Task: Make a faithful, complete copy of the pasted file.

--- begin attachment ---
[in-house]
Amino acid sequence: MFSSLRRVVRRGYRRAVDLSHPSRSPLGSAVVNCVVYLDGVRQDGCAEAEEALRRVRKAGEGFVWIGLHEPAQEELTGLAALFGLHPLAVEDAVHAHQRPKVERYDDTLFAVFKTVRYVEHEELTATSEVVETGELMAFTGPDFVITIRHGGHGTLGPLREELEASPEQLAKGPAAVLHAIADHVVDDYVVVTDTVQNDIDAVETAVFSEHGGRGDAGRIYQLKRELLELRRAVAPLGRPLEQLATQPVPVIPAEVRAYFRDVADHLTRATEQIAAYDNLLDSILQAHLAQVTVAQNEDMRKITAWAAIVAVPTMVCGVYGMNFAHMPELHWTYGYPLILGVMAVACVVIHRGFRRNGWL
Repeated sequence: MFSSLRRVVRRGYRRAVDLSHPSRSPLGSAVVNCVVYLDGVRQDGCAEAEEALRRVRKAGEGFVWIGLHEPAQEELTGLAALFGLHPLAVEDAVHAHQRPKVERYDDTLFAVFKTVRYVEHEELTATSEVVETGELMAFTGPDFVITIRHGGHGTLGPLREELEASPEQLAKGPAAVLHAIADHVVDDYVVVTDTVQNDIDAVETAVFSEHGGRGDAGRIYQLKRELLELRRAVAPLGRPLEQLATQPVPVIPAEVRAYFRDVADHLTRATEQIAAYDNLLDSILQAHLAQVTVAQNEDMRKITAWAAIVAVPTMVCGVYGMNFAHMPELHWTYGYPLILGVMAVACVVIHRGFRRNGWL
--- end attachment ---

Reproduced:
[in-house]
Amino acid sequence: MFSSLRRVVRRGYRRAVDLSHPSRSPLGSAVVNCVVYLDGVRQDGCAEAEEALRRVRKAGEGFVWIGLHEPAQEELTGLAALFGLHPLAVEDAVHAHQRPKVERYDDTLFAVFKTVRYVEHEELTATSEVVETGELMAFTGPDFVITIRHGGHGTLGPLREELEASPEQLAKGPAAVLHAIADHVVDDYVVVTDTVQNDIDAVETAVFSEHGGRGDAGRIYQLKRELLELRRAVAPLGRPLEQLATQPVPVIPAEVRAYFRDVADHLTRATEQIAAYDNLLDSILQAHLAQVTVAQNEDMRKITAWAAIVAVPTMVCGVYGMNFAHMPELHWTYGYPLILGVMAVACVVIHRGFRRNGWL
Repeated sequence: MFSSLRRVVRRGYRRAVDLSHPSRSPLGSAVVNCVVYLDGVRQDGCAEAEEALRRVRKAGEGFVWIGLHEPAQEELTGLAALFGLHPLAVEDAVHAHQRPKVERYDDTLFAVFKTVRYVEHEELTATSEVVETGELMAFTGPDFVITIRHGGHGTLGPLREELEASPEQLAKGPAAVLHAIADHVVDDYVVVTDTVQNDIDAVETAVFSEHGGRGDAGRIYQLKRELLELRRAVAPLGRPLEQLATQPVPVIPAEVRAYFRDVADHLTRATEQIAAYDNLLDSILQAHLAQVTVAQNEDMRKITAWAAIVAVPTMVCGVYGMNFAHMPELHWTYGYPLILGVMAVACVVIHRGFRRNGWL